The “willpower depletion” theory in psychology argues that willpower is akin to a muscle that can get fatigued from overuse, and that people are unable to keep resist temptations without indulging once in a while. The researchers who came up with this theory found that when people draw on their willpower to resist eating cookies, they are less likely to persist when solving a difficult puzzle afterwards.
When I first learned about the willpower depletion theory in a class, I experienced an epiphany. The theory explains my sudden urges to go down to brain break at 10pm even though I’m not hungry at all, my constant desire to eat out even though the food in the dining hall is perfectly fine, and the little demon in my head that keeps telling me “a little snack in between meals never hurts.” Maybe life at Harvard is just so stressful in so many ways that I have to release stress through eating. In a world with so many crushing uncertainties (Can I get an A in this class? How do I get a good internship? Am I missing out on a precious opportunity to socialize with friends by staying in to finish this History paper on a Saturday night?), food is the only thing that guarantees satisfaction. A freshly baked chocolate chip cookie never disappoints.
But upon further reflection, I realized that the willpower depletion cannot explain the full story; it has to do with culture as well. When I was in China and Singapore, I was also a workaholic who constantly found myself in stressful situations. Getting into a good high school and a good college were some of the most difficult tasks that I have had to take on. But in Asia, my desire to release stress did not express itself in an urge to put something delicious into my mouth. In fact, I had a much higher tolerance for stress, period. My environment and socialization made me feel like it was the way things were supposed to be: if you want to get good results, you have to work very hard, so deal with it. However, in America, I feel like whenever I experience stress, I deserve something. I should get myself a “treat”, some “comfort food.” It is telling that the very notion of “comfort food” does not exist in China, and there is no translation for it in Chinese. America is always telling me that I shouldn’t feel bad about my choices, that I should be proud of myself, and to hell with the people who are there to criticize my lifestyle. I like to think of this as a “culture of entitlement” (here, I use the word “entitlement” in a loose sense to mean that people feel like they are entitled to certain things in life, not in a pejorative sense). Because it creates good feelings about oneself, it is easy for new immigrants to be sucked into the culture of entitlement quickly and completely. Many of my friends who are Chinese students studying in the US have complained of a change in eating habits and weight gain since they arrived in America.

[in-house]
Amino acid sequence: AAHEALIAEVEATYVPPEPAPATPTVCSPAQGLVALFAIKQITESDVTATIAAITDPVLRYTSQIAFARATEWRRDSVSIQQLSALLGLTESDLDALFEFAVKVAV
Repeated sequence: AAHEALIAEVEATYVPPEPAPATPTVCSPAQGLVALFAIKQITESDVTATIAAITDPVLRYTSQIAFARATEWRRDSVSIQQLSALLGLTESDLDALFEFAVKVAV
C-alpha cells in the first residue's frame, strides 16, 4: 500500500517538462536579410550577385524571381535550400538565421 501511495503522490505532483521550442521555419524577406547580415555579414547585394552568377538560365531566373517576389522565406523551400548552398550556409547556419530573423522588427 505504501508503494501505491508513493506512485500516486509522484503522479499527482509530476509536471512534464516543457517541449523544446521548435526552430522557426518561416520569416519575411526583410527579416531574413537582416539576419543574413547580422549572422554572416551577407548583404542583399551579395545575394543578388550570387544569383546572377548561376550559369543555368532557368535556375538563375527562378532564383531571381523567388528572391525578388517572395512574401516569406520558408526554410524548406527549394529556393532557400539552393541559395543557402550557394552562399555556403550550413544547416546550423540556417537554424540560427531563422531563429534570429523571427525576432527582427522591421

Theorizing aside, I do think that it is productive to turn eating into a hobby, and that becoming a connoisseur in food and drinks can vastly enrich one’s life. After all, there are few things that we do so frequently and so regularly. And we always get a second chance: if I accidentally order a disappointing lunch, there is always dinner to make it up. There is no doubt that eating has brought me more happiness in America than it ever did in China or Singapore. Even so, sometimes I still wish that when I feel stressed, instead of heading to the nearest froyo or chocolate shop, I will automatically head straight to the gym and run all my worries away.
- Where to find free food at Harvard this week
- Reviews of local restaurants in Cambridge and Boston
- Food-related news, deals, and events